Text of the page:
Some of her ideas come from her own experience, while others are drawn from everyday observation -- perhaps the design of a window, a door, a piece of cloth or textile, or even a piece of metal. "I can't say that I am inspired by any one thing," she says.
In Khalifa's view, jewellery does not have to use expensive materials in order to be beautiful, and she argues that wood, iron, stainless steel, enamel, silver, brass or ivory can be used in creating original ornaments. "The most important thing is the piece's innovation, creativity and originality," she explains.
Khalifa works with local materials, though she often has difficulty estimating the value of the materials used in her jewellery. It depends on the size of the piece, as well as the expertise and skill of the person who made it. Moreover, "there are other factors that need to be taken into consideration, such as the weight and the stones used in a piece of jewellery. This will determine the value of the piece, depending on the type of stone used. Another factor is the amount of work involved, or the type and nature of the inscriptions on the piece."
The amount of time a piece takes to create will depend on the "mood of the artist", the size of the piece and the number of people working on it, she says. Khalifa prefers to work with a team of craftsmen, feeling that this method gives the best possible results. "We work as a team, and we complete each piece as a team. Each team member has his or her specialty," she adds.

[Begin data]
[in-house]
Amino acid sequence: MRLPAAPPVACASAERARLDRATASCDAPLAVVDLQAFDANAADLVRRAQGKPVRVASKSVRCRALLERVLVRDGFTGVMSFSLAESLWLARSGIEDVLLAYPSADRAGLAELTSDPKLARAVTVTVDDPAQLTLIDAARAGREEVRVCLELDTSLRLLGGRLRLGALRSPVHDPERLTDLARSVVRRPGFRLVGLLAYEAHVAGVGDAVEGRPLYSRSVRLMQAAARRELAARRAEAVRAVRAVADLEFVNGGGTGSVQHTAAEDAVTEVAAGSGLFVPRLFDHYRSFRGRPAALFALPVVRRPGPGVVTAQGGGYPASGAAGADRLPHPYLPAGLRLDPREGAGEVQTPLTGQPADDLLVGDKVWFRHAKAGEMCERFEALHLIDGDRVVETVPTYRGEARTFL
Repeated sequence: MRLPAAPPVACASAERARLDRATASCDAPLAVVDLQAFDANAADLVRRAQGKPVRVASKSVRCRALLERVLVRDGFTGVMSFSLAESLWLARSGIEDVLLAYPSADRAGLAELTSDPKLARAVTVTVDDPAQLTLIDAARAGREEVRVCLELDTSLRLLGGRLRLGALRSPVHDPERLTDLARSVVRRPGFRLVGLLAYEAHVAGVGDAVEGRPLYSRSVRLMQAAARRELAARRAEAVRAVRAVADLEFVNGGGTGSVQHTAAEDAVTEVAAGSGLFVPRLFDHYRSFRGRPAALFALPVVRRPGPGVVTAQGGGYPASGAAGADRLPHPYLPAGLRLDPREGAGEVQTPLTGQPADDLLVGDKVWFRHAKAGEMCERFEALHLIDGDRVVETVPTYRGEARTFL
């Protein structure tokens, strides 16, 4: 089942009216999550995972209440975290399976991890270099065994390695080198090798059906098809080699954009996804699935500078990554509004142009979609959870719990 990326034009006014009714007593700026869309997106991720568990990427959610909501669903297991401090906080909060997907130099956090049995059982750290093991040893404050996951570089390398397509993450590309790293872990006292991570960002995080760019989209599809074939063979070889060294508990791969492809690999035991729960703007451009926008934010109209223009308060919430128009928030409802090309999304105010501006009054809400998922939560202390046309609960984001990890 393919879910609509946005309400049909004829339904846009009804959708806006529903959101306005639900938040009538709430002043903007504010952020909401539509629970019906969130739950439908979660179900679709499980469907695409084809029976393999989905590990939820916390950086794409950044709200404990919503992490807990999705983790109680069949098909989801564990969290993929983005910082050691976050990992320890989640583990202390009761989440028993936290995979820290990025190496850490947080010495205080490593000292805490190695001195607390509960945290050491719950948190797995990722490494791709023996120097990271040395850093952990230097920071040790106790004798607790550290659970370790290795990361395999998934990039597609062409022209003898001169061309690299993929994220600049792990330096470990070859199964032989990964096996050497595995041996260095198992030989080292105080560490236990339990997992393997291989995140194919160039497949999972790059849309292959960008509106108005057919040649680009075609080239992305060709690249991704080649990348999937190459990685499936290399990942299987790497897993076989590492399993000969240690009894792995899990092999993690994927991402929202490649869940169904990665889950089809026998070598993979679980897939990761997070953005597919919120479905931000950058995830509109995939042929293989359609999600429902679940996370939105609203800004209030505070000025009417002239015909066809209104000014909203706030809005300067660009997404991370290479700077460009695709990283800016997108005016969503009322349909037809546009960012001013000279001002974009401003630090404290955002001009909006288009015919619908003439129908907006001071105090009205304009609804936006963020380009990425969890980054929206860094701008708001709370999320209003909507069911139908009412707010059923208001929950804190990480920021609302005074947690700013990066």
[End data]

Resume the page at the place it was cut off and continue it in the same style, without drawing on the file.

Some craftsmen work individually, while others prefer to work in a team. Ismail El-Gamal, 47, who joined Khalifa's company eight years ago, prefers to work in a team. "A necklace would take around 15 days for a group of craftsmen to finish, but it would take about a month for any one craftsman to accomplish the same job," he says.
His colleague Emadeddin, 53, agrees, adding that team members combine their experience with Khalifa's artistic talents. "The work starts with Khalifa's sketches. We then divide the work between us and hope that the result is what she expected," he says. According to Khalifa, Egyptian craftsmen have different abilities: one might excel in one area, while another might excel in another.
In 2007, Khalifa exhibited her work in Syria and discovered that Syrian taste is similar to Egyptian. "Art is everywhere, but only some people buy it. An artist struggles to attract clients -- people who will appreciate and buy an artist's work," she comments.
In order to extend her client base, in 1996 Khalifa organised what she calls a "recycled-silver" exhibition in which only jewellery using recycled silver was displayed.
"This gave me a lot of freedom, because I did not have to worry about the cost of the material, which I did not pay a lot for in the first place. Even if I had failed to sell all the jewellery, it would not have been a great loss."
Today, however, Khalifa laments that she does not have the time for such exhibitions, even though she thinks they may represent the future. "Recycling represents the future at a time when the earth is running out of raw materials," she says.

Clic here to read the story from its source.